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ASP.NET Overview

ASP.NET is a unified Web development model that includes the services necessary for you to build enterprise-class Web applications with a minimum of coding. ASP.NET is part of the .NET Framework, and when coding ASP.NET applications you have access to classes in the .NET Framework. You can code your applications in any language compatible with the common language runtime (CLR), including Microsoft Visual Basic and C#. These languages enable you to develop ASP.NET applications that benefit from the common language runtime, type safety, inheritance, and so on.

If you want to try ASP.NET, you can install Visual Web Developer Express using the Microsoft Web Platform Installer, which is a free tool that makes it simple to download, install, and service components of the Microsoft Web Platform. These components include Visual Web Developer Express, Internet Information Services (IIS), SQL Server Express, and the .NET Framework. All of these are tools that you use to create ASP.NET Web applications. You can also use the Microsoft Web Platform Installer to install open-source ASP.NET and PHP Web applications.

The Flavors of ASP.NET: Web Forms, and Web Pages

ASP.NET offers frameworks for creating web applications: ASP.NET Web Forms and ASP.NET Web Pages. All frameworks are stable and mature, and you can create great web applications with any of them.

Each framework targets a different audience or type of application. Which one you choose depends on a combination of your web development experience, what framework you’re most comfortable with, and which is the best fit for the type of application you’re creating. All three frameworks will be supported, updated, and improved in future releases of ASP.NET.

Here's an overview of each of the frameworks and some ideas for how to choose between them.

ASP.NET Web Forms (.aspx pages)

The Web Forms framework targets developers who prefer declarative and control-based programming, such as Microsoft Windows Forms (WinForms) and WPF/XAML/Silverlight. It offers a WYSIWYG designer-driven (drag-and-drop) development model, so it's popular with developers looking for a rapid application development (RAD) environment for web development. If you’re new to web programming and are familiar with the traditional Microsoft RAD client development tools (for example, for Visual Basic and Visual C#), you can quickly build a web application without having expertise in HTML and JavaScript.

In particular, the Web Forms model provides the following features:

Web Forms works well for small teams of Web developers and designers who want to take advantage of the large number of components available for rapid application development. In general, creating a Web Forms application requires less programming effort than creating the same application by using the ASP.NET MVC framework. The components (the Page class, controls, and so on) are tightly integrated and usually require less code than ASP.NET MVC applications. However, Web Forms is not just for rapid application development. There are many complex commercial apps and app frameworks built on top of Web Forms.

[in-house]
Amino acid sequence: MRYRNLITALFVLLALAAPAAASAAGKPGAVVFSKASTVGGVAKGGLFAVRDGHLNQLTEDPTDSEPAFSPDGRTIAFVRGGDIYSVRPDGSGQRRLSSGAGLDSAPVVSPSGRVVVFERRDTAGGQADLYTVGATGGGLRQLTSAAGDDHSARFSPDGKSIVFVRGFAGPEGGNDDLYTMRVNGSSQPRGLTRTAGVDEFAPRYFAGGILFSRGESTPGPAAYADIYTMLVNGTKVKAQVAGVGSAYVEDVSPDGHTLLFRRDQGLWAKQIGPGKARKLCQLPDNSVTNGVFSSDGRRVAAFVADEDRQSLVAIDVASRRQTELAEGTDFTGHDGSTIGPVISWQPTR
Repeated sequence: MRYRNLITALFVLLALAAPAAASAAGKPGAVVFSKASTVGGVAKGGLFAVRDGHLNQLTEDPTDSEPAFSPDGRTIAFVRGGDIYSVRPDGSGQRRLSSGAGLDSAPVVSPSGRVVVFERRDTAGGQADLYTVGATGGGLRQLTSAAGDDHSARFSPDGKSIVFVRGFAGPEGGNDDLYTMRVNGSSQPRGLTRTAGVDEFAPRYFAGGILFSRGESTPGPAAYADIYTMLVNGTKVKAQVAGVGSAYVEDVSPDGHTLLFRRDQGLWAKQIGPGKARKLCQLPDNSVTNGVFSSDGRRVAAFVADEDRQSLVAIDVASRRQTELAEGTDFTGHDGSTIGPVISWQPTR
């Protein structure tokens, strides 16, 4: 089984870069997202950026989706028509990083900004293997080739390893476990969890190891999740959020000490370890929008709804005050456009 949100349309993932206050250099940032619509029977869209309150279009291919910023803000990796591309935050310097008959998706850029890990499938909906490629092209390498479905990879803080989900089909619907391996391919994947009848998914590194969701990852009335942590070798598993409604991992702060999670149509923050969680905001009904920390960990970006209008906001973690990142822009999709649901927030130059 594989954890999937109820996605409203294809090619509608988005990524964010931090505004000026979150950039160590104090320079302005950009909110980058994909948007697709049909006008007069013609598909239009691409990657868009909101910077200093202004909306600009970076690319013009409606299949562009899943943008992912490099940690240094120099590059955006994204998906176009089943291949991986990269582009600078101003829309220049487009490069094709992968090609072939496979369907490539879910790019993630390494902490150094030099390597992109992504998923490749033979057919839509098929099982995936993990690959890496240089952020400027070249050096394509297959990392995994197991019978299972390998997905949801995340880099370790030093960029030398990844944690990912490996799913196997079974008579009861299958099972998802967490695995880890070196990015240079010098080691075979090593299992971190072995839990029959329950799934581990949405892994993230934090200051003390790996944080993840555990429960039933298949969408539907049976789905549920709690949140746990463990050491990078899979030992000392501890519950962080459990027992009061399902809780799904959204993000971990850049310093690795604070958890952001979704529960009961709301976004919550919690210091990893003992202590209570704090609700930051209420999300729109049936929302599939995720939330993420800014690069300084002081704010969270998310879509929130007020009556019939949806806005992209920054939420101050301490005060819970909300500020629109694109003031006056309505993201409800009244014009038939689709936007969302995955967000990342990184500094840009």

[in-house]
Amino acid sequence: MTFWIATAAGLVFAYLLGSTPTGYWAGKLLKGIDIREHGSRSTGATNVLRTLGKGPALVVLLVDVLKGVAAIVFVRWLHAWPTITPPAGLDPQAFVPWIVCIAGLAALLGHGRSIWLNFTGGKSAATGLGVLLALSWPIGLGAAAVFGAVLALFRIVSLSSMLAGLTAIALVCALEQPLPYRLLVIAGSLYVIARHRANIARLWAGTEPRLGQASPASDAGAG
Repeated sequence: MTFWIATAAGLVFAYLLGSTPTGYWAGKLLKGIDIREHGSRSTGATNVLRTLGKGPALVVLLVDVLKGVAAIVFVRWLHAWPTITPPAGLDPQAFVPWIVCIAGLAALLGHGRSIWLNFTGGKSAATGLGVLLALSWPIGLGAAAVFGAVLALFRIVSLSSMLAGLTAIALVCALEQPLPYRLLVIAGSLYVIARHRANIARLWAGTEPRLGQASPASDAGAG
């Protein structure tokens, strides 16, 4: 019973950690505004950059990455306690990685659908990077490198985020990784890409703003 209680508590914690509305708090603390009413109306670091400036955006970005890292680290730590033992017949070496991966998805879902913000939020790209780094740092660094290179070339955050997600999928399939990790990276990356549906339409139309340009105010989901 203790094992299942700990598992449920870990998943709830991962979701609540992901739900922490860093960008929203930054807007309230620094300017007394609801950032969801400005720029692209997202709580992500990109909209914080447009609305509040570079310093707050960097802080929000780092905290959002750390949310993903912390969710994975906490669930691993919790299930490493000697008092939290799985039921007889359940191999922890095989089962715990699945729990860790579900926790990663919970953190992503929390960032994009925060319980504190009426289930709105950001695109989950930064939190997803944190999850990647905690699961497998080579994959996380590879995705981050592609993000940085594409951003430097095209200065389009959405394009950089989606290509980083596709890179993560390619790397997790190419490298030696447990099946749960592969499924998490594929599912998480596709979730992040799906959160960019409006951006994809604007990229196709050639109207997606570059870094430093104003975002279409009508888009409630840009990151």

Because a Web Forms page and the controls on the page automatically generate much of the markup that's sent to the browser, you don't have the kind of fine-grained control over the HTML that the other ASP.NET models offer. An event-driven, control-focused model hides some of the behavior of HTML and HTTP. For example, it's not always possible to specify exactly what markup might be generated by a control.

The Web Forms model doesn't lend itself as readily as ASP.NET MVC to patterns-based development, separation of concerns, and automated unit testing. If you want to write code factored that way, you can; it’s just not as automatic as it is in the ASP.NET MVC framework. The ASP.NET Web Forms MVP project shows an approach that facilitates separation of concerns and testability while maintaining the rapid development that Web Forms was built to deliver. As an example of this in action, Microsoft SharePoint is built using Web Forms MVP.

ASP.NET Web Pages (.cshtml and .vbhtml files)

ASP.NET Web Pages targets developers who want a simple web development story, along the lines of PHP. In the Web Pages model, you create HTML pages and then add server-based code to the page in order to dynamically control how that markup is rendered. Web Pages is specifically designed to be a lightweight framework, and it's the easiest entry point into ASP.NET for people who know HTML but might not have broad programming experience — for example, students or hobbyists. It's also a good way for web developers who know PHP or similar frameworks to start using ASP.NET.

Like Web Forms, Web Pages is oriented toward rapid development. Web Pages provides components called helpers that you can add to pages and that let you use just a few lines of code to perform tasks that would either be tedious or complex. For example, there are helpers to display database data, add a Twitter feed, log in using Facebook, add maps to a page, and so on.

Web Pages provides a simpler approach than Web Forms. If you look at a .cshtml or .vbhtml file, you can generally think of the logic as executing top-to-bottom in the file, as you would with PHP, SHTML, etc. And because .cshtml and .vbhtml files are essentially HTML files that have additional ASP.NET code in them, they lend themselves easily to adding client-side functionality via JavaScript and jQuery.

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